This just in! …Well, this in last night, but I didn’t see the e-mail until this morning, so we’ll consider this one hot off the presses: Today’s the day that We the Authors of the One More Day anthology, in Order to form a more perfect Union… no, wait, I’m getting off track. J. Taylor Publishing didn’t tell us to draft a Constitution, but what we do get to do is share a tiny taste of our stories with the world at large!
That is swell, and that is kinda inconvenient, ‘cause I already had a blog post I was about to put up when I saw the news. Oh, well. First rule of improvisation: “Yes, And”. Take what you’re given and run with it. So you’ll all just have to read my intended post of awesomeness another time, for today, I give you the opening few hundred words of my “One More Day” contribution, “A Morrow More”!
* * * * *
Lorrel lifts his gaze from his writing desk as the autumn breeze and I enter his tent. His glossy black lips smile before his dark brow furrows. “Good morrow,” he says. “Word from the commander?”
“Good morrow,” I say. “Only this.” I step forward to present him a small square of old cloth.
Lorrel folds and sets aside the cloth already on his desktop, the patch I’ve delivered now taking its place. He opens the desk’s shallow drawer, extracts a broad-tipped painter’s brush, and removes the tie holding his hair in a knot at the nape of his neck. As he slides the brush through the sleek black waves hanging free just above his shoulders, it takes immense effort on my part not to blatantly gaze.
I have yet to lose my fascination with Inkborn hair.
Or Inkborn movement.
Or the king’s part-Inkborn son.
The brush now coated, Lorrel sweeps the bristles back and forth across the face of the cloth before him, and the fabric quickly begins to stain—save, of course, for the sections treated with a solution specially devised to withstand the oils of Inkborn hair. In moments, the once-hidden message is plainly visible, unstained lines forming the words, The war is over.
Lorrel lifts his chin, his mouth twitching toward a smile like the one spreading unchecked across my own face. “This is old news, word-runner.” If he means to sound reproving, the twinkle in his eyes spoils the effect.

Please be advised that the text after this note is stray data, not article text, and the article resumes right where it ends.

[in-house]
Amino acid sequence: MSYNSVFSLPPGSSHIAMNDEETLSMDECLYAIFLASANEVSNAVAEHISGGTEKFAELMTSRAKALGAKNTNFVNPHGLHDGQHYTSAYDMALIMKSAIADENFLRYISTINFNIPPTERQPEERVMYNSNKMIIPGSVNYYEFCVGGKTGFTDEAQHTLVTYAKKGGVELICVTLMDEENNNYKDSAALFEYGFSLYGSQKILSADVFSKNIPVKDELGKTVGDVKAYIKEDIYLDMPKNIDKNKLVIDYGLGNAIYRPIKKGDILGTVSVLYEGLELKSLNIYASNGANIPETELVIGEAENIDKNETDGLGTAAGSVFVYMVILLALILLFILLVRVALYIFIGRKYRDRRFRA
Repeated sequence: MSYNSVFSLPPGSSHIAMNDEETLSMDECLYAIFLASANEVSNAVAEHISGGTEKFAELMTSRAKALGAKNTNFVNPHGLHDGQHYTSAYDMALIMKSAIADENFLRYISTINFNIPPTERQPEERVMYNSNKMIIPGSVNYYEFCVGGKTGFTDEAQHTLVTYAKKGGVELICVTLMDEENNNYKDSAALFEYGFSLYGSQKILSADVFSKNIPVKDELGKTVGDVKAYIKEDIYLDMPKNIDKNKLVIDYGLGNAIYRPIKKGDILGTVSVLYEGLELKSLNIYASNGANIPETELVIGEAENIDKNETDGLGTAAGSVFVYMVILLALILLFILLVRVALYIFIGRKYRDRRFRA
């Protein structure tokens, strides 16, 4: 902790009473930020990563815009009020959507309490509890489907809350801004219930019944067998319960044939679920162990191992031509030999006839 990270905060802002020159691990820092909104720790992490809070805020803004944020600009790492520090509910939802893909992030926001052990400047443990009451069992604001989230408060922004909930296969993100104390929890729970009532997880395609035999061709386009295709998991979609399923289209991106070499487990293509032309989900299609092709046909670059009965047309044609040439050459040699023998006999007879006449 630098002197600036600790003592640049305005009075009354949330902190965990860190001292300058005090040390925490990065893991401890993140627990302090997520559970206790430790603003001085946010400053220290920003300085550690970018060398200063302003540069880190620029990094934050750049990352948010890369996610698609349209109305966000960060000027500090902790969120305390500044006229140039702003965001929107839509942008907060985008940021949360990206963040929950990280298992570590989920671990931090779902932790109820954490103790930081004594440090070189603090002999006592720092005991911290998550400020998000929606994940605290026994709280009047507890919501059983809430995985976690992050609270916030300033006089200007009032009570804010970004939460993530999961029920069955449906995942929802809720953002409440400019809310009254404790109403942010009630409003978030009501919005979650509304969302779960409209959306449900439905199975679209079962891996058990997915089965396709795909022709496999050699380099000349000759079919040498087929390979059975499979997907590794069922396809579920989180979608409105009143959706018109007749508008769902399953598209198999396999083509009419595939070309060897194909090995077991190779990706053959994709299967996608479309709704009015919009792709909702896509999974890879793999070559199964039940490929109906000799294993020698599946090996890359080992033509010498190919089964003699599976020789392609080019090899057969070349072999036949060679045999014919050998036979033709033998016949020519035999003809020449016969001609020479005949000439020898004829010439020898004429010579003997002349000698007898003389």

“And, yet, it is good news,” I say, wishing it were my place to throw my arms around him in shared victory, shared relief, shared love.
Standing, he comes around the desk and clasps my hands, my needle-pricked little fingers lost in his strong and sinuous ones. Not the embrace I wish for, but a touch I relish. “Yes, Raeve,” he says, voice weighty and warm. “It is good news. Every bit as good this morning as when first delivered two days ago. For a moment, I feared you brought word to contradict it.”
I shake my head happily. “The old word stands. The Vale is won. Your company turns toward home tomorrow.”
His liquid black eyes search my face. “And what of you?”
“That will depend,” I say, my meaning as carefully encrypted as our military’s textile code, “on what the Crown may require of me.”
“Less of you than of me, perhaps.” His gaze drifts past me toward the wind-fluttered tent opening and the castle of Likanstone—a long day’s travel beyond.
* * * * *
“…Yes?” you prompt me. “And?”
Well, that’s all you get for now, guys! For the rest of the story, you’ve got to wait ‘til the anthology’s release on December 2nd! But if you simply must have One More Taste of the book before then, you can go get your fix via my fellow anthology authors, who’ve got excerpts from their own stories cropping up on their blogs, too. (: Need a refresher on their names? No worries: It’s all in the blurb.
What if today never ends?
What if everything about life—everything anyone hoped to be, to do, to experience—never happens?
Whether sitting in a chair, driving down the road, in surgery, jumping off a cliff or flying … that’s where you’d be … forever.
In One More Day, Erika Beebe, Marissa Halvorson, Kimberly Kay, J. Keller Ford, Danielle E. Shipley and Anna Simpson join L.S. Murphy to give us their twists, surprising us with answers to two big questions, all from the perspective of characters under the age of eighteen.
How do we restart time?
How do we make everything go back to normal?
The answers, in whatever the world—human, alien, medieval, fantasy or fairytale—could, maybe, happen today.
What would you do if this happened … to you?
I’d love to hear your thoughts! How’s the opening of “A Morrow More” strike ya? ^^